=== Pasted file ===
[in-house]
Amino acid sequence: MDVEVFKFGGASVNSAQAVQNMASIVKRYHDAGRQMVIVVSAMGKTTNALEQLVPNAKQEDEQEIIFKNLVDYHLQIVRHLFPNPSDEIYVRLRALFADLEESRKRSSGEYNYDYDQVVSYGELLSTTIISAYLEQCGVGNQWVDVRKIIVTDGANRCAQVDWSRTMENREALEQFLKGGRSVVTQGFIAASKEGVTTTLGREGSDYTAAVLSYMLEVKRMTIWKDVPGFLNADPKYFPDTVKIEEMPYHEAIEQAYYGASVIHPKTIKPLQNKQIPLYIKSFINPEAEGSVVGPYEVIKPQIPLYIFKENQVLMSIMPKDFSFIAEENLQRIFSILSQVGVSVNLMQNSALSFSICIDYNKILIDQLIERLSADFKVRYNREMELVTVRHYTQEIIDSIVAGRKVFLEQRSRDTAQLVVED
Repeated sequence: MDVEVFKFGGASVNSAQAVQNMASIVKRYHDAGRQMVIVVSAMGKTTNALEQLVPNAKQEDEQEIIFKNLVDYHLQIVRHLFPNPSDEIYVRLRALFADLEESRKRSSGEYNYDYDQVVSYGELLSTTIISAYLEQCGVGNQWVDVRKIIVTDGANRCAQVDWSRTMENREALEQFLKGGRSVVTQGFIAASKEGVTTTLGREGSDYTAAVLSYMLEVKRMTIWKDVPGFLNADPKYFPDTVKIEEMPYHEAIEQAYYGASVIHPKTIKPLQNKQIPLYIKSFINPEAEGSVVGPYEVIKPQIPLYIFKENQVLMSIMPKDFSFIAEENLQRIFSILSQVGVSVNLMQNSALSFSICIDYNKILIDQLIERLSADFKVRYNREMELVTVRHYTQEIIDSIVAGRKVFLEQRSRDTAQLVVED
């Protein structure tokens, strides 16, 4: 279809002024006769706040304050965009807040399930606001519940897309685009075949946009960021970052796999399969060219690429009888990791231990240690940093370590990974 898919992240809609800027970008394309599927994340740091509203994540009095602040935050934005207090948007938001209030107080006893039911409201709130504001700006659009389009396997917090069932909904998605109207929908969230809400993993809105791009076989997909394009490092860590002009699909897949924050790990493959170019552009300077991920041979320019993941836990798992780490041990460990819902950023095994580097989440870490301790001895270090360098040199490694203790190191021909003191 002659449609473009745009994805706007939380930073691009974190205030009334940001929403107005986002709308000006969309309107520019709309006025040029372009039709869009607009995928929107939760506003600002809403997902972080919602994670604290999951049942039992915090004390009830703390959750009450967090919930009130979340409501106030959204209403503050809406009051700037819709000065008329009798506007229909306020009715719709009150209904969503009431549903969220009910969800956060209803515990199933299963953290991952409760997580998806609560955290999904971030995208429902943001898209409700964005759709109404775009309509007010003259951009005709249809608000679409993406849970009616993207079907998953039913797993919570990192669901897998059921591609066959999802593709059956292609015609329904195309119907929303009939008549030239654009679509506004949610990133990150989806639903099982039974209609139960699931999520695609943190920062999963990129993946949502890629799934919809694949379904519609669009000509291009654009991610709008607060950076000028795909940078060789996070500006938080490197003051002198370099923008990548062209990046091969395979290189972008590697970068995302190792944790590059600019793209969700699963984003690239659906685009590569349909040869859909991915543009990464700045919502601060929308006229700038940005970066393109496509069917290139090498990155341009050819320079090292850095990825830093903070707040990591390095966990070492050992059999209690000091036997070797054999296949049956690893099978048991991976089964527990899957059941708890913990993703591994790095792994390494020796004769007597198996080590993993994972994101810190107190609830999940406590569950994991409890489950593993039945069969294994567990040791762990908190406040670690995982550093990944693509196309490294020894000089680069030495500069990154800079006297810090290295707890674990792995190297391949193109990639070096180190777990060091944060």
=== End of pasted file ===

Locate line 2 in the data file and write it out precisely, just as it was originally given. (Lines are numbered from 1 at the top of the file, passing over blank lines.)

Amino acid sequence: MDVEVFKFGGASVNSAQAVQNMASIVKRYHDAGRQMVIVVSAMGKTTNALEQLVPNAKQEDEQEIIFKNLVDYHLQIVRHLFPNPSDEIYVRLRALFADLEESRKRSSGEYNYDYDQVVSYGELLSTTIISAYLEQCGVGNQWVDVRKIIVTDGANRCAQVDWSRTMENREALEQFLKGGRSVVTQGFIAASKEGVTTTLGREGSDYTAAVLSYMLEVKRMTIWKDVPGFLNADPKYFPDTVKIEEMPYHEAIEQAYYGASVIHPKTIKPLQNKQIPLYIKSFINPEAEGSVVGPYEVIKPQIPLYIFKENQVLMSIMPKDFSFIAEENLQRIFSILSQVGVSVNLMQNSALSFSICIDYNKILIDQLIERLSADFKVRYNREMELVTVRHYTQEIIDSIVAGRKVFLEQRSRDTAQLVVED